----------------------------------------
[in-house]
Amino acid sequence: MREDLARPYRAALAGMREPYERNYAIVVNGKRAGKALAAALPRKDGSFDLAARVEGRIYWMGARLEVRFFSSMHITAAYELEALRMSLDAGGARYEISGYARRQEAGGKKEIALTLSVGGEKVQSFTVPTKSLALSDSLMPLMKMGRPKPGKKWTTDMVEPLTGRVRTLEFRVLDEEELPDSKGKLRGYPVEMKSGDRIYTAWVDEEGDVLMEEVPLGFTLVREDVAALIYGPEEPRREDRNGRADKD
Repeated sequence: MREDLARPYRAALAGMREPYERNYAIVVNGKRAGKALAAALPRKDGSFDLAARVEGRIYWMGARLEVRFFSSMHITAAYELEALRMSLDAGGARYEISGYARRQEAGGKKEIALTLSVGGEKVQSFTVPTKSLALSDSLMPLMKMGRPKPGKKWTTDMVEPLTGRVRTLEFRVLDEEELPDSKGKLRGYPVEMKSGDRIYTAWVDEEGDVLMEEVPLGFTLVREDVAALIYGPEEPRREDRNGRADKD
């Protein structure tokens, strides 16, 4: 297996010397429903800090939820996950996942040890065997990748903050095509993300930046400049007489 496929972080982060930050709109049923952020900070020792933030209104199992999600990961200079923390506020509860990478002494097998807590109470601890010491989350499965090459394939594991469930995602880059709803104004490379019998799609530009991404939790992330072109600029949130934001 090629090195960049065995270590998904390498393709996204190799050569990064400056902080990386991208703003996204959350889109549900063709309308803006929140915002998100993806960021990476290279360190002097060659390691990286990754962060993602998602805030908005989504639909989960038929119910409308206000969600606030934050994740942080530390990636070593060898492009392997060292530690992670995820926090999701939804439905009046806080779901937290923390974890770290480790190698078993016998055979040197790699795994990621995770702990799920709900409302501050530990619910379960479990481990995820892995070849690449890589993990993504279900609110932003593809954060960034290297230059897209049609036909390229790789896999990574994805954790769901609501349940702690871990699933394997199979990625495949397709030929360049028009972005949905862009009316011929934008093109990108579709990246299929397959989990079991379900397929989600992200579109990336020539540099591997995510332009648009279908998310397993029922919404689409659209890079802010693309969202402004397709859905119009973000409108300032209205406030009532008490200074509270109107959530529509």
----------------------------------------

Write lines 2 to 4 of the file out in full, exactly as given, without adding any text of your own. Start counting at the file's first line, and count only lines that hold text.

Amino acid sequence: MREDLARPYRAALAGMREPYERNYAIVVNGKRAGKALAAALPRKDGSFDLAARVEGRIYWMGARLEVRFFSSMHITAAYELEALRMSLDAGGARYEISGYARRQEAGGKKEIALTLSVGGEKVQSFTVPTKSLALSDSLMPLMKMGRPKPGKKWTTDMVEPLTGRVRTLEFRVLDEEELPDSKGKLRGYPVEMKSGDRIYTAWVDEEGDVLMEEVPLGFTLVREDVAALIYGPEEPRREDRNGRADKD
Repeated sequence: MREDLARPYRAALAGMREPYERNYAIVVNGKRAGKALAAALPRKDGSFDLAARVEGRIYWMGARLEVRFFSSMHITAAYELEALRMSLDAGGARYEISGYARRQEAGGKKEIALTLSVGGEKVQSFTVPTKSLALSDSLMPLMKMGRPKPGKKWTTDMVEPLTGRVRTLEFRVLDEEELPDSKGKLRGYPVEMKSGDRIYTAWVDEEGDVLMEEVPLGFTLVREDVAALIYGPEEPRREDRNGRADKD
């Protein structure tokens, strides 16, 4: 297996010397429903800090939820996950996942040890065997990748903050095509993300930046400049007489 496929972080982060930050709109049923952020900070020792933030209104199992999600990961200079923390506020509860990478002494097998807590109470601890010491989350499965090459394939594991469930995602880059709803104004490379019998799609530009991404939790992330072109600029949130934001 090629090195960049065995270590998904390498393709996204190799050569990064400056902080990386991208703003996204959350889109549900063709309308803006929140915002998100993806960021990476290279360190002097060659390691990286990754962060993602998602805030908005989504639909989960038929119910409308206000969600606030934050994740942080530390990636070593060898492009392997060292530690992670995820926090999701939804439905009046806080779901937290923390974890770290480790190698078993016998055979040197790699795994990621995770702990799920709900409302501050530990619910379960479990481990995820892995070849690449890589993990993504279900609110932003593809954060960034290297230059897209049609036909390229790789896999990574994805954790769901609501349940702690871990699933394997199979990625495949397709030929360049028009972005949905862009009316011929934008093109990108579709990246299929397959989990079991379900397929989600992200579109990336020539540099591997995510332009648009279908998310397993029922919404689409659209890079802010693309969202402004397709859905119009973000409108300032209205406030009532008490200074509270109107959530529509």